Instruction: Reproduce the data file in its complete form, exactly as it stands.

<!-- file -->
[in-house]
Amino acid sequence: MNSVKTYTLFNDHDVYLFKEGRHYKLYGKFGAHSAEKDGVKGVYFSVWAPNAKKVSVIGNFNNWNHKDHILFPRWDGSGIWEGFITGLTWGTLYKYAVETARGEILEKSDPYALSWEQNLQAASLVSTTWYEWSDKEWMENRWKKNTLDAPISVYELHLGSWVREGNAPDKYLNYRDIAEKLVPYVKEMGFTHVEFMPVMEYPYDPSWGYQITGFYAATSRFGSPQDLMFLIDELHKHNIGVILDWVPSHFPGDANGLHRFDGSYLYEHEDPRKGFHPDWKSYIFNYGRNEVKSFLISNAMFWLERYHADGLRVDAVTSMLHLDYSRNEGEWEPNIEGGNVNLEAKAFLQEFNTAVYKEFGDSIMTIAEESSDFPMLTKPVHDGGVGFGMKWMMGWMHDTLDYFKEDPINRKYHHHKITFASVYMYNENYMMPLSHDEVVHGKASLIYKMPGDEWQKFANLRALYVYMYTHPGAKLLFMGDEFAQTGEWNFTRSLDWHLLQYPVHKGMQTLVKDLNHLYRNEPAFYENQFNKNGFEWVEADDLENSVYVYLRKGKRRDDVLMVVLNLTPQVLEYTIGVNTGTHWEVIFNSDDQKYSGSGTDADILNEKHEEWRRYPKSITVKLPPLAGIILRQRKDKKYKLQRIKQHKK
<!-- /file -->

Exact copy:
[in-house]
Amino acid sequence: MNSVKTYTLFNDHDVYLFKEGRHYKLYGKFGAHSAEKDGVKGVYFSVWAPNAKKVSVIGNFNNWNHKDHILFPRWDGSGIWEGFITGLTWGTLYKYAVETARGEILEKSDPYALSWEQNLQAASLVSTTWYEWSDKEWMENRWKKNTLDAPISVYELHLGSWVREGNAPDKYLNYRDIAEKLVPYVKEMGFTHVEFMPVMEYPYDPSWGYQITGFYAATSRFGSPQDLMFLIDELHKHNIGVILDWVPSHFPGDANGLHRFDGSYLYEHEDPRKGFHPDWKSYIFNYGRNEVKSFLISNAMFWLERYHADGLRVDAVTSMLHLDYSRNEGEWEPNIEGGNVNLEAKAFLQEFNTAVYKEFGDSIMTIAEESSDFPMLTKPVHDGGVGFGMKWMMGWMHDTLDYFKEDPINRKYHHHKITFASVYMYNENYMMPLSHDEVVHGKASLIYKMPGDEWQKFANLRALYVYMYTHPGAKLLFMGDEFAQTGEWNFTRSLDWHLLQYPVHKGMQTLVKDLNHLYRNEPAFYENQFNKNGFEWVEADDLENSVYVYLRKGKRRDDVLMVVLNLTPQVLEYTIGVNTGTHWEVIFNSDDQKYSGSGTDADILNEKHEEWRRYPKSITVKLPPLAGIILRQRKDKKYKLQRIKQHKK